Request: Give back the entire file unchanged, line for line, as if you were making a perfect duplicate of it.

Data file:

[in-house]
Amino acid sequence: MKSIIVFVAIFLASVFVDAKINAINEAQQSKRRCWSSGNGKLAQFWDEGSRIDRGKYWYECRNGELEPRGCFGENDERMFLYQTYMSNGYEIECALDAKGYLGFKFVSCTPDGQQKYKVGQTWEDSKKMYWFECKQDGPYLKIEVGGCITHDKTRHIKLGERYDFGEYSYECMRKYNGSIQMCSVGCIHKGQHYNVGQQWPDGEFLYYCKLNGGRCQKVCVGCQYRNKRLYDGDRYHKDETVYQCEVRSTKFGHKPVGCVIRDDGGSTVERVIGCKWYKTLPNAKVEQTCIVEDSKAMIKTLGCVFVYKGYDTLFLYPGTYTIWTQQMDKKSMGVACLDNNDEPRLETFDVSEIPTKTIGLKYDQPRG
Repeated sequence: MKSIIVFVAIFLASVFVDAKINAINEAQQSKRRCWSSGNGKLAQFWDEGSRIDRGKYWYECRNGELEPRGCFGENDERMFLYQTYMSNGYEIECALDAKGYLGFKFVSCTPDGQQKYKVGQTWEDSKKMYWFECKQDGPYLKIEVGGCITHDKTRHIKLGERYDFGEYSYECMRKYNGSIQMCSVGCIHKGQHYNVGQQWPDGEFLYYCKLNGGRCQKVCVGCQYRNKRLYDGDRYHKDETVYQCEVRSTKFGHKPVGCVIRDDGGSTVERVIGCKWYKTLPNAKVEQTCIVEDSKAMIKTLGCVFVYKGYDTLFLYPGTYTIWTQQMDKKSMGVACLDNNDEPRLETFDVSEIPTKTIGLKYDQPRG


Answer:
[in-house]
Amino acid sequence: MKSIIVFVAIFLASVFVDAKINAINEAQQSKRRCWSSGNGKLAQFWDEGSRIDRGKYWYECRNGELEPRGCFGENDERMFLYQTYMSNGYEIECALDAKGYLGFKFVSCTPDGQQKYKVGQTWEDSKKMYWFECKQDGPYLKIEVGGCITHDKTRHIKLGERYDFGEYSYECMRKYNGSIQMCSVGCIHKGQHYNVGQQWPDGEFLYYCKLNGGRCQKVCVGCQYRNKRLYDGDRYHKDETVYQCEVRSTKFGHKPVGCVIRDDGGSTVERVIGCKWYKTLPNAKVEQTCIVEDSKAMIKTLGCVFVYKGYDTLFLYPGTYTIWTQQMDKKSMGVACLDNNDEPRLETFDVSEIPTKTIGLKYDQPRG
Repeated sequence: MKSIIVFVAIFLASVFVDAKINAINEAQQSKRRCWSSGNGKLAQFWDEGSRIDRGKYWYECRNGELEPRGCFGENDERMFLYQTYMSNGYEIECALDAKGYLGFKFVSCTPDGQQKYKVGQTWEDSKKMYWFECKQDGPYLKIEVGGCITHDKTRHIKLGERYDFGEYSYECMRKYNGSIQMCSVGCIHKGQHYNVGQQWPDGEFLYYCKLNGGRCQKVCVGCQYRNKRLYDGDRYHKDETVYQCEVRSTKFGHKPVGCVIRDDGGSTVERVIGCKWYKTLPNAKVEQTCIVEDSKAMIKTLGCVFVYKGYDTLFLYPGTYTIWTQQMDKKSMGVACLDNNDEPRLETFDVSEIPTKTIGLKYDQPRG